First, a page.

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Blackhawks capture the city's attention while looking to end Stanley Cup drought

CHICAGO - The Blackhawks are the toast of Chicago once more.

An exciting collection of young stars have captured the imagination of a hockey-mad city that believes the NHL's longest Stanley Cup drought is about to end at 49 years. While the franchise has been showing signs of a turnaround for a couple years, the interest has reached a new level with the NHL's championship series set to open at United Center on Saturday night.

"It's a huge deal," Blackhawks forward Patrick Kane said Thursday. "Seems like it's bigger than the Olympics (in Vancouver) to me right now, to be honest with you. ... It's going to be exciting—how could it not be? The city's on fire.

"You walk around Chicago and everyone's rooting for the Blackhawks, everyone's expecting good things. So hopefully we can give it to them."

It's hard to believe that just three years ago the franchise was a complete flop on the ice and at the gate.

The arrival of Kane and captain Jonathan Toews via the draft helped fuel the turnaround, and was one of the things general manager Stan Bowman reminisced about during the Stanley Cup media day. He had Kane as a houseguest when the 18-year-old was a rookie and has had a birds-eye view at the hockey fever that has spread through the Windy City in the years since.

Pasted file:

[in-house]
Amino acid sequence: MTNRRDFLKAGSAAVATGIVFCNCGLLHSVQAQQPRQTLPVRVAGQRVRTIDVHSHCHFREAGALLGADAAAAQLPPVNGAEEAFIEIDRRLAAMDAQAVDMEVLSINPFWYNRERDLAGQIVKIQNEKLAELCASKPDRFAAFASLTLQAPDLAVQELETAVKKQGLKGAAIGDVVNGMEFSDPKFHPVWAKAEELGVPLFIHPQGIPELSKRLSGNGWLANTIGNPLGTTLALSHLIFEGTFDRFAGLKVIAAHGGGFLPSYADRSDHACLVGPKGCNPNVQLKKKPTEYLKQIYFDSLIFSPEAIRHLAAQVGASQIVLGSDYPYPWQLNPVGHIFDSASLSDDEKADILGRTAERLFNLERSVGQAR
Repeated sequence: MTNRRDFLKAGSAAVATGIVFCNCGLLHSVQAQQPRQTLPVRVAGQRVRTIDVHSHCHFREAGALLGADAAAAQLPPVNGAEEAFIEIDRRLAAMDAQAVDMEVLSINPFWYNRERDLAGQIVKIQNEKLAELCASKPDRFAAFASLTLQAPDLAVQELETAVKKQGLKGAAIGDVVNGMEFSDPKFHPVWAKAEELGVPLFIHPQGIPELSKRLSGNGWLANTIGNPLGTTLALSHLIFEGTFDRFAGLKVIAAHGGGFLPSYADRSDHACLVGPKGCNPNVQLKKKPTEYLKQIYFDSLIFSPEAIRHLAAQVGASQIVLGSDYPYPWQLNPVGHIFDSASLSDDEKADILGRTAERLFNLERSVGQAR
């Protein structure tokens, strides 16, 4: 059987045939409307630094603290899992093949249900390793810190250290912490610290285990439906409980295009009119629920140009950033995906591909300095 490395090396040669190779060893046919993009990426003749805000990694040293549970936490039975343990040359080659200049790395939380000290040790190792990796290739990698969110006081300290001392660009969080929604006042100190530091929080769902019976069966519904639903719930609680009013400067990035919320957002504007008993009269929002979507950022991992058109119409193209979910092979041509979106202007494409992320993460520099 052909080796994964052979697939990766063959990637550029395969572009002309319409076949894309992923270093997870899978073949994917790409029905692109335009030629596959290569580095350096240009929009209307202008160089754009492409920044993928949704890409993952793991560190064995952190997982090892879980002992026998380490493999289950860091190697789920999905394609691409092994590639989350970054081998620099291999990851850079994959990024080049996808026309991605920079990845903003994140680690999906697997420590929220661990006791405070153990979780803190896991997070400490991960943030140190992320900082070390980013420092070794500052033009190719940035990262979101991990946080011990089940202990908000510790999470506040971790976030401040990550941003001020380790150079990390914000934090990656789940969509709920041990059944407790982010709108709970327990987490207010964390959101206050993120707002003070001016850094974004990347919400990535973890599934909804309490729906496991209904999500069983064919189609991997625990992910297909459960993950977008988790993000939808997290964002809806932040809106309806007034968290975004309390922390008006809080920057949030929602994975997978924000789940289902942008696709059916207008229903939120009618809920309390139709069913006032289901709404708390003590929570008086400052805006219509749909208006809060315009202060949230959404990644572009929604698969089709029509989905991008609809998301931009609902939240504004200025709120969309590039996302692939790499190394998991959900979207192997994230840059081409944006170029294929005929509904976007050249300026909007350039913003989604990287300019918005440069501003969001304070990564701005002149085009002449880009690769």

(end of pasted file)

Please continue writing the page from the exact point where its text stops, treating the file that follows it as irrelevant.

"(The fans) have wanted a competitive team for a long time here, and I think you've seen the transformation of our franchise in the city," said Bowman. "It's really remarkable to look around at how they've embraced this team. It's an exciting team to watch, an exciting team to cheer for."

They certainly are a lovable cast of characters.

Take Kane, for example. Unable to grow a proper playoff beard, he has been sporting a long flowing mullet that he describes as a "Billy Ray Cyrus with a touch of Vanilla Ice on the sides." And he's not eager to get rid of it any time soon.

"If we win the Cup, I might have to keep it for a while," said Kane. "I was talking to my barber about it the other day and he was saying we could probably get it (Jaromir) Jagr-esque if I kept it for the whole summer. We'll see.

"If we win the Cup I might come back with it."

One of the biggest obstacles facing the team is not getting ahead of itself. They are considered heavy favourites over the Philadelphia Flyers and many expect them to bring Chicago its first Stanley Cup since 1961.

It's a tantalizing thought.

"To win the Cup in the city of Chicago, people will definitely remember us and we'll be a special team in this city for a long time," said Toews. "Given the fact it's been since '61, I think that even adds to (the excitement). It would be pretty cool for us to be able to do that."

Coach Joel Quenneville has encouraged his players to soak up the excitement and predicts the city is about to go "wild and crazy." He doesn't have to think back very far to the days when the United Center was half empty.

"I can recall not too long ago coaching St. Louis where you come in here (with) 4,000 or 5,000 people in the building," said Quenneville. "It was a grim evening where almost you felt like they were supporting the visiting team. Things changed quickly.

"It's an amazing transformation."

The transformation will be complete when the puck drops on Saturday night. Toews says he's been growing anxious in the days since eliminating San Jose from the Western Conference final.

"It's definitely sunk in," he said. "That's a good thing. I'm over the hype, over all the excitement and I'm just trying to relax, take a deep breath.

"Every time you think about the end result—it's still so far away."



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